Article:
ST PAUL, Minn. — Three former Minneapolis police officers charged with depriving George Floyd of his civil rights on the day of his murder in 2020 were each found guilty on all counts Thursday in federal court.
All three officers -- J Alexander Kueng, Tou Thao and Thomas Lane -- were charged with denying Floyd his right to medical care, while Kueng and Thao also faced charges for failing to intervene with former officer Derek Chauvin's use of force.
Following Thursday's verdict, the defendants were instructed to return to court for sentencing after a pre-sentence investigation with the probation office. After it was ordered that bond be continued according to current terms and conditions, the men were then escorted out by a member of the U.S. Marshals Service.
Judge Paul Magnuson gave the jury, made up of 12 people from nine different Minnesota counties, instructions on Wednesday morning before handing off the case for deliberation. The jury, which was not sequestered, deliberated for about 13 hours before reaching its unanimous decision.
The three former officers all entered pleas of not guilty in a pre-trial hearing in September 2021.
Attorneys for the former officers relied heavily on the notion that prosecutors would need to prove the defendants acted with a bad purpose or motive in order to "willfully" deprive Floyd of his rights -- legal language the jury had to consider.
The prosecution's case ultimately tried to convey that the defendants knew the law, but decided not to follow it.
Some prominent figures surrounding the case started releasing statements following the verdict, including Floyd family attorney Ben Crump.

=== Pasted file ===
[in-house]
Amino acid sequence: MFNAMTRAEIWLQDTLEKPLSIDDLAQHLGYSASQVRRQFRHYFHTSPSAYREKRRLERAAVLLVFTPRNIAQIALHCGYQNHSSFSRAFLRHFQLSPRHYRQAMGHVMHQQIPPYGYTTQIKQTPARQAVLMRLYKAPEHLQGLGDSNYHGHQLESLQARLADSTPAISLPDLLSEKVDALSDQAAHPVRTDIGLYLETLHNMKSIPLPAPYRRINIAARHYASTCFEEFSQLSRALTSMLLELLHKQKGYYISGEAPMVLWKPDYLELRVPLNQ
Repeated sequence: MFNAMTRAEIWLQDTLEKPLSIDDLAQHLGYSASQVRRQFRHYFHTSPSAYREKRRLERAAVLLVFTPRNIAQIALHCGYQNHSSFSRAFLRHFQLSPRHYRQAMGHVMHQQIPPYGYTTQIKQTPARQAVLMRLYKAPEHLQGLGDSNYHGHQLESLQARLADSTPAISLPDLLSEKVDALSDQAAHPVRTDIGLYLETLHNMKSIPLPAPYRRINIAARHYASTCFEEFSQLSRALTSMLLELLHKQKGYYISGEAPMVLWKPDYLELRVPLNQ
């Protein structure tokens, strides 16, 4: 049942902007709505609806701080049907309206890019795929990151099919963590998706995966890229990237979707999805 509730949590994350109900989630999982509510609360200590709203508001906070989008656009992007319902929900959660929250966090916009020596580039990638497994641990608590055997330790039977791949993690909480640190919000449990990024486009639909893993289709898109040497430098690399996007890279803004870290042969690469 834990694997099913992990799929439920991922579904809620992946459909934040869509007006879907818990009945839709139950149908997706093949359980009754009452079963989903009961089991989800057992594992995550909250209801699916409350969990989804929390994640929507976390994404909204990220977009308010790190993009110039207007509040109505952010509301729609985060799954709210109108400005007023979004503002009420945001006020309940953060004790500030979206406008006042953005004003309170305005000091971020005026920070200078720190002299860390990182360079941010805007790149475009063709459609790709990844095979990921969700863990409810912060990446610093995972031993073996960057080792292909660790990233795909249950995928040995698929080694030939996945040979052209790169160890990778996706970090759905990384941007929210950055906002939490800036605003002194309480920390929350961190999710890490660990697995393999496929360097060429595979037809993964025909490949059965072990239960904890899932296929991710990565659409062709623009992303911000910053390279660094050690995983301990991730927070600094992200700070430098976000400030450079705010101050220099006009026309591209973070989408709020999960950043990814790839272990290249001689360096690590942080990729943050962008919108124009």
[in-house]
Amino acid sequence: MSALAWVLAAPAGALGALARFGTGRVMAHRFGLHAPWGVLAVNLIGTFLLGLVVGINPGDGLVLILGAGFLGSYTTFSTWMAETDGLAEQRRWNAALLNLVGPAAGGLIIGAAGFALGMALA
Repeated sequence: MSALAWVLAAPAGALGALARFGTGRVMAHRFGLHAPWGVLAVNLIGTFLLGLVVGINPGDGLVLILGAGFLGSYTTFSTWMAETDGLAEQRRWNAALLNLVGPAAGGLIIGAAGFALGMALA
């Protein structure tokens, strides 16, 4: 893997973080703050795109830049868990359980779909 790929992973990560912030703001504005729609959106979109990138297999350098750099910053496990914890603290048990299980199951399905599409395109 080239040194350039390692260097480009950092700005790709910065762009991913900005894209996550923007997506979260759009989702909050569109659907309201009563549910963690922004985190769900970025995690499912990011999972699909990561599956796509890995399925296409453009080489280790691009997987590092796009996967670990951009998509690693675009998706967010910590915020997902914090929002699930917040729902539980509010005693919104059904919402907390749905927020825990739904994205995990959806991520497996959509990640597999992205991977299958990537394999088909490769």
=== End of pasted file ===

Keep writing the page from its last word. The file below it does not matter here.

"George's blood will forever stain them," he said, adding, "Nothing will bring George Floyd back to his loved ones, but with these verdicts, we hope that the ignorance and indifference toward human life shown by these officers will be erased from our nation’s police departments, so no other family has to experience a loss like this."
Minnesota Attorney General Keith Ellison said he believes the verdicts are an "important part of the change we need," and that they will "help move us forward."
In a press conference Thursday afternoon, prosecutors were joined by other investigative agencies, and supporters and members of George Floyd's family.
FBI special agent in charge for the agency's Minneapolis field office, Michael Paul, was among them. He thanked the partners in law enforcement for their "swift investigative action."
He also thanked the jury, saying their "discerning ear, their diligence, and their fortitude" helped "bring forth a very important verdict for our country."
Assistant U.S. Attorney LeeAnn Bell said, "My hope and the hope of our team is that today's verdict will bring a measure of peace."
George Floyd's brother, Philonise, said he was "grateful" for the team of prosecuting attorneys, calling them "friends." But, he said, the verdict doesn't quite bring justice.
"This is just accountability," he said. "There can never be justice because I can never get George back. It’s still gonna be hard."
Derek Chauvin, the former MPD officer convicted of Floyd's May 25, 2020 murder, was also charged in federal court with failing to render Floyd medical aid, in addition to violating his right to be "free from unreasonable seizure and force by police."
In December 2021, Chauvin waived his right to a trial by pleading guilty to one count of violating Floyd's rights -- in addition to a guilty plea in a separate incident involving a neck restraint used on a teenager in 2017 -- in exchange for other charges connected to those cases to be dismissed.
Chauvin was found guilty of second-degree manslaughter, second-degree murder and third-degree murder in state court in April 2021, over a year after the world watched him kneel on Floyd's neck for more than nine minutes, causing his death.
He was sentenced two months later to 22.5 years in state prison.
For the federal charges, Chauvin faces up to 25 years to serve concurrently with his state prison sentence.
Chauvin is currently serving his time in Minnesota's only maximum security prison, Oak Park Heights.